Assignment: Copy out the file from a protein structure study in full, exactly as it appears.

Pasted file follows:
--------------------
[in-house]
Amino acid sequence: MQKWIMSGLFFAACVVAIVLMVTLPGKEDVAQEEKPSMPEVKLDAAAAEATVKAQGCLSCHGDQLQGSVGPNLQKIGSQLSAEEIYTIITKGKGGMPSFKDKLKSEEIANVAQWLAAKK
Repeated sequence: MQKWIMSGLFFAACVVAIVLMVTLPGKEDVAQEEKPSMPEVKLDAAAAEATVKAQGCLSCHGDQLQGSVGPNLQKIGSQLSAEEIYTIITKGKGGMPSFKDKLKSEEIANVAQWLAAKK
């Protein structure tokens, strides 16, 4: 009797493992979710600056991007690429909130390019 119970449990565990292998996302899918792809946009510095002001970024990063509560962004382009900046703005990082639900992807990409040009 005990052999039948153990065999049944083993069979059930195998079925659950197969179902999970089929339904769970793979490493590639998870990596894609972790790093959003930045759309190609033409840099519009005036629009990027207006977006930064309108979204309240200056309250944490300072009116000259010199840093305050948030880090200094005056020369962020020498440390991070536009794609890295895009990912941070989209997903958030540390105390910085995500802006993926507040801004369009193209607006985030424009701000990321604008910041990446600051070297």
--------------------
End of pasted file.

[in-house]
Amino acid sequence: MQKWIMSGLFFAACVVAIVLMVTLPGKEDVAQEEKPSMPEVKLDAAAAEATVKAQGCLSCHGDQLQGSVGPNLQKIGSQLSAEEIYTIITKGKGGMPSFKDKLKSEEIANVAQWLAAKK
Repeated sequence: MQKWIMSGLFFAACVVAIVLMVTLPGKEDVAQEEKPSMPEVKLDAAAAEATVKAQGCLSCHGDQLQGSVGPNLQKIGSQLSAEEIYTIITKGKGGMPSFKDKLKSEEIANVAQWLAAKK
């Protein structure tokens, strides 16, 4: 009797493992979710600056991007690429909130390019 119970449990565990292998996302899918792809946009510095002001970024990063509560962004382009900046703005990082639900992807990409040009 005990052999039948153990065999049944083993069979059930195998079925659950197969179902999970089929339904769970793979490493590639998870990596894609972790790093959003930045759309190609033409840099519009005036629009990027207006977006930064309108979204309240200056309250944490300072009116000259010199840093305050948030880090200094005056020369962020020498440390991070536009794609890295895009990912941070989209997903958030540390105390910085995500802006993926507040801004369009193209607006985030424009701000990321604008910041990446600051070297």